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Bev Cohn's travel blog
Film Review: "My Hero Brother" – A Tribute to the Human Spirit

a scene from the documentary 'My Hero Brother'

I just spent five days attending the Santa Barbara Film Festival and for the most part, the features, animated shorts, and documentaries were quite professional and compelling. That said, "My Hero Brother," a documentary that was particularly outstanding, told the remarkable and inspiring story about a group of Down syndrome young men and women who go on a two-week trek through the Himalayas with their non-Down syndrome siblings.

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John Clayton's travel blog/review
Chuuk + Wrecks = Scuba Divers' Paradise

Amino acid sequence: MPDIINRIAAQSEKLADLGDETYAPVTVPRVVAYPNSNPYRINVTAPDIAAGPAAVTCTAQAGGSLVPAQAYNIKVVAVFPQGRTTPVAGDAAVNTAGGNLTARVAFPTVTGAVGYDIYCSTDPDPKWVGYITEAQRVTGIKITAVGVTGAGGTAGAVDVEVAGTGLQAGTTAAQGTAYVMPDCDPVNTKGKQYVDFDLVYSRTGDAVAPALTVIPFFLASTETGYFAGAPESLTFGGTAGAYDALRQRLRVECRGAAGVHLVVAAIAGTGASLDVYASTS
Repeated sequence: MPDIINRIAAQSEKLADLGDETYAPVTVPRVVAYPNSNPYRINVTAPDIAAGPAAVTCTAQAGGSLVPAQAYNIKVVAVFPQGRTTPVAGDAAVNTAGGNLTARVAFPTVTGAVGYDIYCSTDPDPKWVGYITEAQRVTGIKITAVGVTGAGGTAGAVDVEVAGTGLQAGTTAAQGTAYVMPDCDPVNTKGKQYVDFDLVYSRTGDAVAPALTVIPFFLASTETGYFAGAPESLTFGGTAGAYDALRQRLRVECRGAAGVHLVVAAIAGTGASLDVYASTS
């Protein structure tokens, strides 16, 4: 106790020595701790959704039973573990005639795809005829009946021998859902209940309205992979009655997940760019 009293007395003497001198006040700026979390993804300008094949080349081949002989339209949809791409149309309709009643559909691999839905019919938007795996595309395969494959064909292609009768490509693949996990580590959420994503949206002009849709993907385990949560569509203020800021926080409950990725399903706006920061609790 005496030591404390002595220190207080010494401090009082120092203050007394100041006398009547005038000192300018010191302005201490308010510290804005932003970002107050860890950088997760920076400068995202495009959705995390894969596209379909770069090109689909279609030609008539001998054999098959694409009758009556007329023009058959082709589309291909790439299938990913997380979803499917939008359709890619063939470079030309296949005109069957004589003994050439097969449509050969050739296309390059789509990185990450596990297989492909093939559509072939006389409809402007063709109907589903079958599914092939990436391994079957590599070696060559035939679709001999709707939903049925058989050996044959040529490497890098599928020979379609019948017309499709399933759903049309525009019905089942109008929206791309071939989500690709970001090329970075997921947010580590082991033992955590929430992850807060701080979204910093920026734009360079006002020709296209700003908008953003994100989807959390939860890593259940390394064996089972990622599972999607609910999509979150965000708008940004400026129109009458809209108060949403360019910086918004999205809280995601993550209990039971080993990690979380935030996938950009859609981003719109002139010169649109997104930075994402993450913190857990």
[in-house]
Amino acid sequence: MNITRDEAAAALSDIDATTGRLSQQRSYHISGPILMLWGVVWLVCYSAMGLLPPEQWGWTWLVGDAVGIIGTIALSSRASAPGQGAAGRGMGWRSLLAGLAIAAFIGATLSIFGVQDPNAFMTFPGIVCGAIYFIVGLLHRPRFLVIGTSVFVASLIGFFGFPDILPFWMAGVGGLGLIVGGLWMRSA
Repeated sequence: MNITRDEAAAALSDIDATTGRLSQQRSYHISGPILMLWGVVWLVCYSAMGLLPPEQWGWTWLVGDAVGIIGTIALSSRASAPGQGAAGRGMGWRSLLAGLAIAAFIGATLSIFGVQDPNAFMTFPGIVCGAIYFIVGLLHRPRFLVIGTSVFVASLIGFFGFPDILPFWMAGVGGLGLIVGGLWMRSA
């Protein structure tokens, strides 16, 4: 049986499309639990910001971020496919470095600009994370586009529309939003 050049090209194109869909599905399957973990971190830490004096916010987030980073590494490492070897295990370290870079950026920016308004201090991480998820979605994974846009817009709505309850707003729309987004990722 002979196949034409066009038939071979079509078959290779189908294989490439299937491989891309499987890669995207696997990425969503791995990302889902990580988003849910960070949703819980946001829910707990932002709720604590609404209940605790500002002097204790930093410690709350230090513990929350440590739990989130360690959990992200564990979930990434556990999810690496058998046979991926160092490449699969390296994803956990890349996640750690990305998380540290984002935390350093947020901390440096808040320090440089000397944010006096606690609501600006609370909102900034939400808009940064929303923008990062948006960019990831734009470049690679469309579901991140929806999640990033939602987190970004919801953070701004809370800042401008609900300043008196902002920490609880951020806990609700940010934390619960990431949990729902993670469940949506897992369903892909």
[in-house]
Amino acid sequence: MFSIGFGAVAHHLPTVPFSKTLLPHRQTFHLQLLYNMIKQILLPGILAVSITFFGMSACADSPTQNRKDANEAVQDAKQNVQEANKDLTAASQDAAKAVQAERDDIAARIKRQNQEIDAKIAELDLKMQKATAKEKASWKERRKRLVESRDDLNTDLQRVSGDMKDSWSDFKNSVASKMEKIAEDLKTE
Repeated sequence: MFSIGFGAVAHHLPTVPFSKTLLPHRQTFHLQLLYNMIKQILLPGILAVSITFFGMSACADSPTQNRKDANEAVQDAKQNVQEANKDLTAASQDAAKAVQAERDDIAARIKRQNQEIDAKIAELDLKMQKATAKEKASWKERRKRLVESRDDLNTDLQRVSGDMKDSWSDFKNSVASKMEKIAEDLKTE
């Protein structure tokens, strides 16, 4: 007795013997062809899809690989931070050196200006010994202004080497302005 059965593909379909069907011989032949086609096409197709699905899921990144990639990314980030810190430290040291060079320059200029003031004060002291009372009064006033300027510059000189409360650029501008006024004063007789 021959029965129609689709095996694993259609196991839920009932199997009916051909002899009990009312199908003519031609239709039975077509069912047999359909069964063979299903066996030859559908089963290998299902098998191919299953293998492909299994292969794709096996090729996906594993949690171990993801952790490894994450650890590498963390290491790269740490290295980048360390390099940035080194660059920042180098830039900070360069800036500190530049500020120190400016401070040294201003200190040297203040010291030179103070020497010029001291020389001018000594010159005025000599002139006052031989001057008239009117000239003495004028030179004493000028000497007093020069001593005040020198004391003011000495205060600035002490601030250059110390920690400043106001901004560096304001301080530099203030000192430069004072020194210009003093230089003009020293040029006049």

WW2 Japanese tank at the bottom of Chuuk Lagoon
As we dropped down to 25,000 feet I saw one of the most extraordinary panoramas I'd ever been lucky enough to witness. The majesty of it all and the stunning vistas that lay below and before me were spectacular. It was as beautiful as spring's first rose, and it made me understand why so many pilots on commercial jetliners love their job; they get to see so many awe-inspiring sights from the cockpit. My view was that of a vast vista of the Pacific.

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Ringo Boitano's travel blog/review
Highway 49 Revisited: Exploring California's Gold Country

aurora borealis lights up the night sky near Fairbanks
In the 1840s, the population of California was only 14,000, but by 1850 more than 100,000 settlers and adventurers had arrived from all over the world – and they came for one reason: gold. James Marshall had discovered the first gold nugget at Sutter’s Mill in El Dorado County, creating the largest gold rush in history.